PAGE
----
Industrial- and automotive-used lubricating oils recycling cum acidic sludge treatment

  • Temitayo E. OladimejiEmail author
  • Kehinde M. Oguntuashe
  • Moses E. Emetere
  • Vincent E. Efeovbokhan
  • Olayemi A. Odunlami
  • Oyinlola R. Obanla


Increased rise of industries and car usage in Nigeria and urban development is exponentially on the increase giving rise to multiple waste generation. Evaluation of the different recycling processes showed that acid-clay process has the highest environmental risk as well as the lowest cost; hence, this work added a treatment method for the slurry produced after treatment with acid-clay method, thereby reducing the environmental concern caused by acid and acid sludge formed in the process. The acid ratio was varied between 0 and 20% and adsorbent ratio between 15 and 25%. Automotive-used lubricating oil and industrial-used lubricating oil were treated using two different samples, acid and adsorbent. An increase in acid concentration showed a significant difference over the properties of oil such as density, viscosity, flash point, and other physiochemical properties nevertheless increasing the amount of acid over the optimum point made on significant change. Varying of adsorbent ratio showed little significant effect to density and flash point, while yield and viscosity were unaffected. Optimum point being at 10% acid and 25% adsorbent gave optimal result. All metal contaminants are substantially removed; total base number was improved, while increase in flash point suggested the method effectiveness. Treatment of used industrial oil was found to be easier to re-refine due to less contamination.


Used lubricating oil Acid-clay Methods Treatment Acidic sludge 



  1. 1.
    Motshumi JD, Muzenda E, Tsietsi JPa (2013) A comparison of waste lubricating oil treatment techniques. 2nd International Conference on Environment, Agriculture and Food Science, 106-109.Google Scholar
  2. 2.
    Hamawand I, Talal Y, Sardasht R (2013) Recycling of waste engine oils using a new washing agent. Energies 6(2):1023–1049CrossRefGoogle Scholar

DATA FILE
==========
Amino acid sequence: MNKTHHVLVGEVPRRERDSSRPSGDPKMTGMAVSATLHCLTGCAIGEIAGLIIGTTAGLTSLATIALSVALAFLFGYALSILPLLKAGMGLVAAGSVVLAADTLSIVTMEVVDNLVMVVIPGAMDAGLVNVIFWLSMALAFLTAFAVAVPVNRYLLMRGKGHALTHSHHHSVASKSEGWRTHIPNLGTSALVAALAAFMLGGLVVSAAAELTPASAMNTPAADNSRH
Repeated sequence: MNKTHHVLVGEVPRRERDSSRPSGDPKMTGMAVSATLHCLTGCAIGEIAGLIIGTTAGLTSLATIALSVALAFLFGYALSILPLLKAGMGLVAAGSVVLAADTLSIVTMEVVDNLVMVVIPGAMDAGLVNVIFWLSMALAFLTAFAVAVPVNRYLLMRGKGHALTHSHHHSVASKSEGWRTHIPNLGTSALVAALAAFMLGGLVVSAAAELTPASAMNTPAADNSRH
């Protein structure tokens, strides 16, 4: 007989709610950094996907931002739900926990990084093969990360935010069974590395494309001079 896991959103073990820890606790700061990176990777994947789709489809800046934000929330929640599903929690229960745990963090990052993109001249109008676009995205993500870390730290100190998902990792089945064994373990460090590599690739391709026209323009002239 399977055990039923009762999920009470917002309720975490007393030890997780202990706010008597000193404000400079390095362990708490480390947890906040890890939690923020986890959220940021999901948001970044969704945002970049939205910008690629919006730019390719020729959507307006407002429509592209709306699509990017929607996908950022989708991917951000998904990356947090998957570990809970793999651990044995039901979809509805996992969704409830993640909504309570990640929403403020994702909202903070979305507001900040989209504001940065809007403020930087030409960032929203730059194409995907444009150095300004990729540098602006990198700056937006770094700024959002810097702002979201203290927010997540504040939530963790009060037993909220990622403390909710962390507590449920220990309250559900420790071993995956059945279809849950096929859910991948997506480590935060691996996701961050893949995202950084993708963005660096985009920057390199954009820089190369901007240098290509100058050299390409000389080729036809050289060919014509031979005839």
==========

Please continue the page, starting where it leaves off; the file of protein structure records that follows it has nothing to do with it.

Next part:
3. 3.
    Pavel F (2006) Design aspect of Used Lubricating Oil Re-Refining. Elsevier, AmsterdamGoogle Scholar
  4. 4.
    Harika E, Sebastien J, Philippe M, Jean B, Michel F (2011) Effect of water pollution on rheological properties of lubricating oil. Appl Rheol 21(1):1–9Google Scholar
  5. 5.
    Pal R (2001) Evaluation of theoretical viscosity models for concentrated emulsions at low capillary numbers. Chem Eng J 81(1-3):15–21CrossRefGoogle Scholar
  6. 6.
    Morgan DV (2009) Choosing an oil purification method for modern turbine lubricating oils: tried and true methods no longer seem to be effective. AMS Filtrat Google Scholar
  7. 7.
    IETC (2013) Policy brief on waste oil: what, why and how.Google Scholar
  8. 8.
    BCRC (2002) Pretoria. Proceedings of a regional workshop on waste oil management in Africa. Cape Town. South Africa.Google Scholar
  9. 9.
    Gourgouillon D, Luc S, Stephane S (2000) An environmental friendly process for the regeneration of used oils. Environ Sci Technol 34(16):3469–3473CrossRefGoogle Scholar
  10. 10.
    Boughton B, Horvath A (2004) Environmental assessment of waste oil management methods. Environ Sci Technol 38(2):353–358CrossRefGoogle Scholar
  11. 11.
    Ihsan HT (2013) Recycling of waste engine oil using a new washing agent. Energies:1023–1049Google Scholar
  12. 12.
    Udonne JD, Bakare OA (2013) Recycling of used lubricating oil using three samples of acids and clay as a method of treatment. Int Arch App Sci Technol 4(2):08–14Google Scholar
  13. 13.
    Isah AG (2013) Regeneration of used engine oil, Proceedings of the World congress on Engineering 2013, vol 1. World Congress on Engineering, LondonGoogle Scholar
  14. 14.
    Layzell (2010) The re-recycling of used lubricating oil. VII-Energy-B-Rere Used Oil:54–68Google Scholar
  15. 15.
    Udonne J (2010) A comparative study of recycling of used lubrication oils using distillation, acid and activated charcoal with clay method. J Pet Gas Eng 2:12–19Google Scholar
  16. 16.
    Yang C-Y (2008) The feasibility studies on sonochemicals processes for the treating used oil: toxin reduction for eliminating recycle interference. Iris:10–20Google Scholar
  17. 17.
    Salem S, Salem A, Babaei AA (2015) Application of Iranian nano-porous Ca-bentonite for recovery of waste lubricant oil by distillation and adsorption techniques. J Ind Eng Chem 23:154–162CrossRefGoogle Scholar
  18. 18.
    Abu-Elella R, Abu ME, Ossman R, Farouq M, Abd-Elfatah (2015) Used motor oil treatment: turning waste oil into valuable products. Int J Chem Biochem Sci 7:57–67Google Scholar
  19. 19.
    Lam SS, Liewa KK, Jusoh AA, Chong CT, Ani FN, Chase HA (2016) Progress in waste oil to sustainable energy, with emphasis on pyrolysis techniques. Renew Sust Energ Rev 53:741–753CrossRefGoogle Scholar
  20. 20.
    Dalla GF, Lodolo OKA, Miertus S (2012) Compendium of used oil regeneration technologies. United Nations Industrial Development Organization, TriesteGoogle Scholar

Copyright information

© Springer-Verlag London Ltd., part of Springer Nature 2020

Authors and Affiliations

  • Temitayo E. Oladimeji
    • 1
    Email author
  • Kehinde M. Oguntuashe
    • 1
  • Moses E. Emetere
    • 2
  • Vincent E. Efeovbokhan
    • 1
  • Olayemi A. Odunlami
    • 1
  • Oyinlola R. Obanla
    • 1
  1. 1.Department of Chemical EngineeringCovenant UniversityOtaNigeria
  2. 2.Department of PhysicsCovenant UniversityOtaNigeria

Personalised recommendations